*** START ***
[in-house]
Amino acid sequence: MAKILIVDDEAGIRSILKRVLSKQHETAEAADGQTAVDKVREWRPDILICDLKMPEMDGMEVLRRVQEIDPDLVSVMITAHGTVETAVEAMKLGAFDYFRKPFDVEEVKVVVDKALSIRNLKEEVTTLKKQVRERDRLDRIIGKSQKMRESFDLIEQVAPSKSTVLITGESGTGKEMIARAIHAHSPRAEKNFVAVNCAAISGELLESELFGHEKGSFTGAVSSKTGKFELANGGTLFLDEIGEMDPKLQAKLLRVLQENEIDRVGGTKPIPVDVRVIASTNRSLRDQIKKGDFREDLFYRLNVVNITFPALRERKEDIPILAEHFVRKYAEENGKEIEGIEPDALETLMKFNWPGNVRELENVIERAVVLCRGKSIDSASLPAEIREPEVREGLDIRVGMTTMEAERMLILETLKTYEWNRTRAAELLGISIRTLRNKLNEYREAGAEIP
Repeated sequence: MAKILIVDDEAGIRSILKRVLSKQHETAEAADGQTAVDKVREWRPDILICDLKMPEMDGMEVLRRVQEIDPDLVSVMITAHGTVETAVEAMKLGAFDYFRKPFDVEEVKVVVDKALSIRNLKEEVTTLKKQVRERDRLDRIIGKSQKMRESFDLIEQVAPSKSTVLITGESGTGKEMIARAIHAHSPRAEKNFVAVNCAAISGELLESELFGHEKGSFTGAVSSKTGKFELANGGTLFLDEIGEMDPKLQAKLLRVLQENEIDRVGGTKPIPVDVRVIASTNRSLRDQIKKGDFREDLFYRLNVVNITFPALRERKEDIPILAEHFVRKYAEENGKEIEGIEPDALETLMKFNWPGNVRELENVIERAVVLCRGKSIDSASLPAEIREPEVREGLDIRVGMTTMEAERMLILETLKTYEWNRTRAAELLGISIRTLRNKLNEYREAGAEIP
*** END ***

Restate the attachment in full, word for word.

[in-house]
Amino acid sequence: MAKILIVDDEAGIRSILKRVLSKQHETAEAADGQTAVDKVREWRPDILICDLKMPEMDGMEVLRRVQEIDPDLVSVMITAHGTVETAVEAMKLGAFDYFRKPFDVEEVKVVVDKALSIRNLKEEVTTLKKQVRERDRLDRIIGKSQKMRESFDLIEQVAPSKSTVLITGESGTGKEMIARAIHAHSPRAEKNFVAVNCAAISGELLESELFGHEKGSFTGAVSSKTGKFELANGGTLFLDEIGEMDPKLQAKLLRVLQENEIDRVGGTKPIPVDVRVIASTNRSLRDQIKKGDFREDLFYRLNVVNITFPALRERKEDIPILAEHFVRKYAEENGKEIEGIEPDALETLMKFNWPGNVRELENVIERAVVLCRGKSIDSASLPAEIREPEVREGLDIRVGMTTMEAERMLILETLKTYEWNRTRAAELLGISIRTLRNKLNEYREAGAEIP
Repeated sequence: MAKILIVDDEAGIRSILKRVLSKQHETAEAADGQTAVDKVREWRPDILICDLKMPEMDGMEVLRRVQEIDPDLVSVMITAHGTVETAVEAMKLGAFDYFRKPFDVEEVKVVVDKALSIRNLKEEVTTLKKQVRERDRLDRIIGKSQKMRESFDLIEQVAPSKSTVLITGESGTGKEMIARAIHAHSPRAEKNFVAVNCAAISGELLESELFGHEKGSFTGAVSSKTGKFELANGGTLFLDEIGEMDPKLQAKLLRVLQENEIDRVGGTKPIPVDVRVIASTNRSLRDQIKKGDFREDLFYRLNVVNITFPALRERKEDIPILAEHFVRKYAEENGKEIEGIEPDALETLMKFNWPGNVRELENVIERAVVLCRGKSIDSASLPAEIREPEVREGLDIRVGMTTMEAERMLILETLKTYEWNRTRAAELLGISIRTLRNKLNEYREAGAEIP